• If all goes smoothly, it takes another month before the proposal is implement.
  • Emergency proposal can be fast-tracked by the technical committee.

That being said, the FrabricDAO genesis squad members can agree on initial policy decisions. However, they can changed by community proposals IF these proposals pass the council and the technical committee.

I hope this answers your questions or at least give you clarity on what aspects of policy decision we have to focus on.

Just to document that matters relating to the types of collateral being able to be used for bonding is one aspect of economic policy that will need to be addressed, as we discussed on the Product call just now.
In that vein, perhaps the collateralization/reserve ratio as well as minimum bonding level obligations would be part of this discussion.

@zeryx

@zeryx @senad.eth

One model of governance that I quite like is documented here: Interest Protocol.

Primarily the consensus mechanism involve 2 tiers with a 3rd emergency channel option (adapting from the link above):

  1. Signal / Consensus Check
    This corresponds to the preproposal phase, and that this proposal will be created on snapshot (or some other gasless mechanism). The proposer must have some amount of governance token (in our case FBRC) to be able to upload a proposal. There must be at least a 5 day voting window, with a consequent discussion on the Discourse forum.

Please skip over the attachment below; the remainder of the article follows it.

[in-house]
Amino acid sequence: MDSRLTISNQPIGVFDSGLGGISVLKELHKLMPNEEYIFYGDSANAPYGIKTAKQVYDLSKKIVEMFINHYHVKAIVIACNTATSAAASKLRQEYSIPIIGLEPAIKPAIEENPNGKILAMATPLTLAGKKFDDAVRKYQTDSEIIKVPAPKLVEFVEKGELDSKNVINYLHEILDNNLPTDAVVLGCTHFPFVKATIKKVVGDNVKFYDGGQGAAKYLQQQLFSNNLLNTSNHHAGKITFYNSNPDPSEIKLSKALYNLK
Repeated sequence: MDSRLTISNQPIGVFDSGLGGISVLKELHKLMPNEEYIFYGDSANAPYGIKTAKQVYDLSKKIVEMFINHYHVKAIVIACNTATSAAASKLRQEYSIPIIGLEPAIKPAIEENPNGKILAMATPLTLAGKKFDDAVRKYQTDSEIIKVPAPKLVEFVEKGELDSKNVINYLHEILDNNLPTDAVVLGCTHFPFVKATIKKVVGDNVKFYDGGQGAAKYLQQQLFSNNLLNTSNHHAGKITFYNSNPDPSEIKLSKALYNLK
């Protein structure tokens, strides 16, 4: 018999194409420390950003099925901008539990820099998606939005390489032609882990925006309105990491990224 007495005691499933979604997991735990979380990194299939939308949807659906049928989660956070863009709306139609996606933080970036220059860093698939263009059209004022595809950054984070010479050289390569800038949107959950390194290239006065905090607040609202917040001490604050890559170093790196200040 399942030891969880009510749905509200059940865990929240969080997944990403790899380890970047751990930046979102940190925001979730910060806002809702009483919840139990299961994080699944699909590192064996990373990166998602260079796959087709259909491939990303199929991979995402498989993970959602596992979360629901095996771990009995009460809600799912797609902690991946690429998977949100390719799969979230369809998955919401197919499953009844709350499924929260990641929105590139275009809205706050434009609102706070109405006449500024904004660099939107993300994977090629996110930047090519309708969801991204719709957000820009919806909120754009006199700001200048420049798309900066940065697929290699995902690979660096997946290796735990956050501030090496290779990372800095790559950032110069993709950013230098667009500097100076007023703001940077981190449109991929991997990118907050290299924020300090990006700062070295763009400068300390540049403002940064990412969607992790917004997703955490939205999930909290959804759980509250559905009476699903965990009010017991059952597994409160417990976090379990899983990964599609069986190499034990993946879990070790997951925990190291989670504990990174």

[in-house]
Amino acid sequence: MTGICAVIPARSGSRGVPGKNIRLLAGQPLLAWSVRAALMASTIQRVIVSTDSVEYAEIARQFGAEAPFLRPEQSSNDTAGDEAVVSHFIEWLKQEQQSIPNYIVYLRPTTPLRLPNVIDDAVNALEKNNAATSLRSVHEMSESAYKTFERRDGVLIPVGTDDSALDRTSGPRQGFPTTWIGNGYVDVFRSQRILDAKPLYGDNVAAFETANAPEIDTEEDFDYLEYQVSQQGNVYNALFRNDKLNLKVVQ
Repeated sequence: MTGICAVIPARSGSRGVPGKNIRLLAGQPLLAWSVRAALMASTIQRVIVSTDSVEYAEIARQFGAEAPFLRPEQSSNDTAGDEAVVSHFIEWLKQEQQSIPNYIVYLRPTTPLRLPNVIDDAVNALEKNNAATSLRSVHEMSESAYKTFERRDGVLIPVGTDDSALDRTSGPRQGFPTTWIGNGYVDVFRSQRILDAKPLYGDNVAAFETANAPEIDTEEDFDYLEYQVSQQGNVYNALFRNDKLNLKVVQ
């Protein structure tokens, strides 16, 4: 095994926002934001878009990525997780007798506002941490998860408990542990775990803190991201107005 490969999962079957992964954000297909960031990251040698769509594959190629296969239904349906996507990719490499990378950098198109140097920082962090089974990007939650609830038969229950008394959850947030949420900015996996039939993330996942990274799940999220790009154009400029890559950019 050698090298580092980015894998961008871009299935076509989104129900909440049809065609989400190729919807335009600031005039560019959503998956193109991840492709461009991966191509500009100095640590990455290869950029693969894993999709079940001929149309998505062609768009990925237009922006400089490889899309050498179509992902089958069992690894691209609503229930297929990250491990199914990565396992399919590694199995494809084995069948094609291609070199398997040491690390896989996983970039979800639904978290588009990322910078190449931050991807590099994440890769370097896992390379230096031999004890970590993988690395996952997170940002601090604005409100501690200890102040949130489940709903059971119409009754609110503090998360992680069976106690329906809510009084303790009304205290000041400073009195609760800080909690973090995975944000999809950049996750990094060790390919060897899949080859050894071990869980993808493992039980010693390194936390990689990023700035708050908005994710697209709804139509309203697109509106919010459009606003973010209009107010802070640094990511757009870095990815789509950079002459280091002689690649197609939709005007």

For the vote to be successful, the vote must have a simple majority and pass the quorum of X% of FBRC holders.

  2. On-chain Proposal
    The second stage or on-chain formal proposal requires a passing Consensus Check vote, and should include final/audited code. This will require a higher initial token holding compared to Consensus Check to submit a proposal, and a higher quorum of passing votes again compared to Consensus Check.
    Given the higher limits, the proposer/sponsor of a Proposal does not need to be the same entity as the Consensus Check. This allows for collaboration of different individuals to find a party that meets the thresholds required to put forward a Proposal. There should be a timelock of at least 48 hours for execution.

  3. Emergency / Expedited Proposals
    This governance channel allows for expedited or critical proposals and greatly shortens the timespan for discussion and voting. This is directly voted on the on-chain platform, and while the proposer/sponsor requires X% of token holding, the quorum must meet at least 50% of the available FBRC token supply.

I like it, it’s simple - I’d also argue that some Policy proposals shouldn’t require on-chain final ratification.

Proposal open times are fixed to two weeks